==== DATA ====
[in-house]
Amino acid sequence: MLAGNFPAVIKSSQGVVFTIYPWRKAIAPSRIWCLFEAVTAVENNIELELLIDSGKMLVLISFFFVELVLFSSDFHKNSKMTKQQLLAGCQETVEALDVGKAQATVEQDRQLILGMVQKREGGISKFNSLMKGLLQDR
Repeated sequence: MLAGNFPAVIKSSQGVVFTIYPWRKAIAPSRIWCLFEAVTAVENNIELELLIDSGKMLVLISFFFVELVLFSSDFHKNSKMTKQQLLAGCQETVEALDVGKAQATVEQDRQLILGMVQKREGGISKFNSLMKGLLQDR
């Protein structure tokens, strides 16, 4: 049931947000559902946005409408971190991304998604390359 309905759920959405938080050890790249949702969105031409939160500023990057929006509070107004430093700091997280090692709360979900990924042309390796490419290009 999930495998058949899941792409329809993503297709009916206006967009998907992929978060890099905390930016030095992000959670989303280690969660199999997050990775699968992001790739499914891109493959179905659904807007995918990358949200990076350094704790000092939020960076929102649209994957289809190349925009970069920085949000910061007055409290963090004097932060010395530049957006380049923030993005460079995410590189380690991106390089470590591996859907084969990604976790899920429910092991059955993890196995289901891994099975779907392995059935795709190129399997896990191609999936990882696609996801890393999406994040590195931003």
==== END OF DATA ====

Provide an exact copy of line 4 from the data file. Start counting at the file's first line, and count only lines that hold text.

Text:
């Protein structure tokens, strides 16, 4: 049931947000559902946005409408971190991304998604390359 309905759920959405938080050890790249949702969105031409939160500023990057929006509070107004430093700091997280090692709360979900990924042309390796490419290009 999930495998058949899941792409329809993503297709009916206006967009998907992929978060890099905390930016030095992000959670989303280690969660199999997050990775699968992001790739499914891109493959179905659904807007995918990358949200990076350094704790000092939020960076929102649209994957289809190349925009970069920085949000910061007055409290963090004097932060010395530049957006380049923030993005460079995410590189380690991106390089470590591996859907084969990604976790899920429910092991059955993890196995289901891994099975779907392995059935795709190129399997896990191609999936990882696609996801890393999406994040590195931003």